Today is Monday, which means Scott and I changed the water for our Pisaster larvae. I should have taken some pictures to show you how we do it. Maybe next time.
The largest and most developed larvae are now 2.2-2.5 mm long, not including the long brachiolar arms, which is about as big as they’re going to get. They are still eating and developing their juvenile rudiments. Unlike the sea urchin’s pluteus larva, these brachiolaria larvae lack any kind of skeletal structure and are entirely squishy–they bend and flex along any axis and can scrunch into surprisingly tiny balls. Those long arms are flexible as well, and sometimes the larvae swim around with their arms tucked or rolled up. I haven’t been able to catch them in the act with the camera, but both Scott and I have seen the larvae react to encountering a surface by flipping the long arms around as though doing the backstroke.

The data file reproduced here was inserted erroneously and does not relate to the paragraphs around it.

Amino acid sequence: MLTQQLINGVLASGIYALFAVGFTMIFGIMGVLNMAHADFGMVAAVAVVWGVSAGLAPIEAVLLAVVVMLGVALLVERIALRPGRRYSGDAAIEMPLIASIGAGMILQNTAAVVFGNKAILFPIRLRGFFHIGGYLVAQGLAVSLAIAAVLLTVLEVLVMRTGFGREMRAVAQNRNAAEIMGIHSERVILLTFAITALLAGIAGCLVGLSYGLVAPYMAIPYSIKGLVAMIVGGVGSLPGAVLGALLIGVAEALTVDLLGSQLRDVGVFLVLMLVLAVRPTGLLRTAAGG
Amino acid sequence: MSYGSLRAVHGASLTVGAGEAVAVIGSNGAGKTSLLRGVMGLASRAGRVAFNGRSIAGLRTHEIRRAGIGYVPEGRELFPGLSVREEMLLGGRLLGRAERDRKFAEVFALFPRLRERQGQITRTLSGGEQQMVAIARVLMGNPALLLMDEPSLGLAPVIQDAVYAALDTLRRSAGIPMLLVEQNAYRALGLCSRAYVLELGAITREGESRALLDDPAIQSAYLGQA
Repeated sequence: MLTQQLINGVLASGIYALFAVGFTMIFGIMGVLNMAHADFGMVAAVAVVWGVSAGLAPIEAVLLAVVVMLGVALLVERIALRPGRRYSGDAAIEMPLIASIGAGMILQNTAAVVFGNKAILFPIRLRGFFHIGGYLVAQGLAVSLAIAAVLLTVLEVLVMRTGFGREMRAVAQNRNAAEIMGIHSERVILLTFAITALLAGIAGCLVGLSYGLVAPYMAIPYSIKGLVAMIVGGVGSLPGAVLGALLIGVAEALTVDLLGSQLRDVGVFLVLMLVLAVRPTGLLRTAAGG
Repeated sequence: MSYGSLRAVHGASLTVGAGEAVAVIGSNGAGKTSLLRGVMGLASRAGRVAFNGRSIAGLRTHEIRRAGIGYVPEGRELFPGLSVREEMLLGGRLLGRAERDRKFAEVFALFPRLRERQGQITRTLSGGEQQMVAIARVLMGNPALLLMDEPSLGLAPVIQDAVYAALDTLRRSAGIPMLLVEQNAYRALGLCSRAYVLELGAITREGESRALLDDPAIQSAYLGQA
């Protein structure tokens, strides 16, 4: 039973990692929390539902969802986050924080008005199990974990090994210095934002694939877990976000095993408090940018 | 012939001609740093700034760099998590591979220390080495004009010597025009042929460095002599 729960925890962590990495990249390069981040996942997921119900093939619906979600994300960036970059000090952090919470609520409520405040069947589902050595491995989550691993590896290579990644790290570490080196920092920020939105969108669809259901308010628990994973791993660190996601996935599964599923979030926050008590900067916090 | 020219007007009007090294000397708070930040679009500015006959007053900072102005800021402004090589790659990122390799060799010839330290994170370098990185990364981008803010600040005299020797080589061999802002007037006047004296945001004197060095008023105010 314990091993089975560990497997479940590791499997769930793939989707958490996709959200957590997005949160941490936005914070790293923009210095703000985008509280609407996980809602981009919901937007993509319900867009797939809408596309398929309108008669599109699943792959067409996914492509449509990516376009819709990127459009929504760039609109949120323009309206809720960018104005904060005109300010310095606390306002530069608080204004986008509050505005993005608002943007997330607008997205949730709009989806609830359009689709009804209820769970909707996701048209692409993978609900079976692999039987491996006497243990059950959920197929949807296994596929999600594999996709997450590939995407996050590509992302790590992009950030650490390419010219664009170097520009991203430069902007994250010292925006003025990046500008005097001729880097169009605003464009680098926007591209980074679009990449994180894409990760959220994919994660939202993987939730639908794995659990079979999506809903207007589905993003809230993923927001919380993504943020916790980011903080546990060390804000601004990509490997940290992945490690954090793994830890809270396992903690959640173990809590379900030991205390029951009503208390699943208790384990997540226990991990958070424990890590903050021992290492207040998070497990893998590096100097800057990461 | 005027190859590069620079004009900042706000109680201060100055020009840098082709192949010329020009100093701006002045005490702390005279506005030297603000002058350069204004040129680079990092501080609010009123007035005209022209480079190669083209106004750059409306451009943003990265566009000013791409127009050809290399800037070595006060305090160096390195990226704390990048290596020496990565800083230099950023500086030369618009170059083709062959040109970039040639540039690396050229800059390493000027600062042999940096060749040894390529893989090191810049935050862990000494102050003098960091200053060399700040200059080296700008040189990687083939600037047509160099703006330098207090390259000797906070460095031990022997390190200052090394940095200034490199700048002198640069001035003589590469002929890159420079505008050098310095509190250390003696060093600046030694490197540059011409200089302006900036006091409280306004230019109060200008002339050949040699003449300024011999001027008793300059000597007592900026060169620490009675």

If a picture is worth a thousand words, then how much is a video worth?
The weird alien-like effect is enhanced by the dark background I film them against. Except for their guts and the tips of their arms, the larvae are entirely transparent, which makes it difficult to photograph them. The black velvet that I use as a background, combined with lighting from an oblique angle, maximizes contrast and makes the transparent bodies more visible. The little illuminated “stars” in the background are actually part of the texture of the velvet.
To capture this video I shrunk the larvae’s universe into a single drop of water on a depression slide. This means they couldn’t swim too far out of the field of view and would have to bump into each other. Don’t worry, though, after the photo shoot I returned the larvae to one of the jars and let them swim away. They’ll be just fine.